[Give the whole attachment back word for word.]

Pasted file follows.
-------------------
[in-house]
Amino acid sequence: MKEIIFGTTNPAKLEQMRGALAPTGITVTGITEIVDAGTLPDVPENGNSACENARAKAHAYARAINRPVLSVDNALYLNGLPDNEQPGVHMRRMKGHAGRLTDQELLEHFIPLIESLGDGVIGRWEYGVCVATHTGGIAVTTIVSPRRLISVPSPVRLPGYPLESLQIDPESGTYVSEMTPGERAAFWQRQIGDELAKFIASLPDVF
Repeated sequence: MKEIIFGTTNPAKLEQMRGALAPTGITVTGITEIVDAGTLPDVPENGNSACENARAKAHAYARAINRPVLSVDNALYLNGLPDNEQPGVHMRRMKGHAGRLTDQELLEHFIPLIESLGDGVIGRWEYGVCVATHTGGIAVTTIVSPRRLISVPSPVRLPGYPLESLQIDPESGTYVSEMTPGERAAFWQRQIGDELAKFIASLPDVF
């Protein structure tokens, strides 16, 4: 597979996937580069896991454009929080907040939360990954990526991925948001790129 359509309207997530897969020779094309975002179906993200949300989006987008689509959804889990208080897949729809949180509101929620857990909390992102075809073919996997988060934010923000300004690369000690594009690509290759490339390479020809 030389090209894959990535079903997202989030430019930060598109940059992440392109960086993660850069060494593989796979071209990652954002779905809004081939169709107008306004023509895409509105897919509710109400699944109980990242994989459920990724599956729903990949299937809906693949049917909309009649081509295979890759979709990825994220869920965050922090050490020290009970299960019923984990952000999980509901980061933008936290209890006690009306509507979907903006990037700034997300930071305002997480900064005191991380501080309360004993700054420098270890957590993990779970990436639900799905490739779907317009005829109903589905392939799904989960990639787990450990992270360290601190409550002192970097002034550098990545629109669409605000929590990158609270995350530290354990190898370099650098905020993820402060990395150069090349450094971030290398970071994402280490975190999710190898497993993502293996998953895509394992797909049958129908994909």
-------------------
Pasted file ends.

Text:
[in-house]
Amino acid sequence: MKEIIFGTTNPAKLEQMRGALAPTGITVTGITEIVDAGTLPDVPENGNSACENARAKAHAYARAINRPVLSVDNALYLNGLPDNEQPGVHMRRMKGHAGRLTDQELLEHFIPLIESLGDGVIGRWEYGVCVATHTGGIAVTTIVSPRRLISVPSPVRLPGYPLESLQIDPESGTYVSEMTPGERAAFWQRQIGDELAKFIASLPDVF
Repeated sequence: MKEIIFGTTNPAKLEQMRGALAPTGITVTGITEIVDAGTLPDVPENGNSACENARAKAHAYARAINRPVLSVDNALYLNGLPDNEQPGVHMRRMKGHAGRLTDQELLEHFIPLIESLGDGVIGRWEYGVCVATHTGGIAVTTIVSPRRLISVPSPVRLPGYPLESLQIDPESGTYVSEMTPGERAAFWQRQIGDELAKFIASLPDVF
């Protein structure tokens, strides 16, 4: 597979996937580069896991454009929080907040939360990954990526991925948001790129 359509309207997530897969020779094309975002179906993200949300989006987008689509959804889990208080897949729809949180509101929620857990909390992102075809073919996997988060934010923000300004690369000690594009690509290759490339390479020809 030389090209894959990535079903997202989030430019930060598109940059992440392109960086993660850069060494593989796979071209990652954002779905809004081939169709107008306004023509895409509105897919509710109400699944109980990242994989459920990724599956729903990949299937809906693949049917909309009649081509295979890759979709990825994220869920965050922090050490020290009970299960019923984990952000999980509901980061933008936290209890006690009306509507979907903006990037700034997300930071305002997480900064005191991380501080309360004993700054420098270890957590993990779970990436639900799905490739779907317009005829109903589905392939799904989960990639787990450990992270360290601190409550002192970097002034550098990545629109669409605000929590990158609270995350530290354990190898370099650098905020993820402060990395150069090349450094971030290398970071994402280490975190999710190898497993993502293996998953895509394992797909049958129908994909």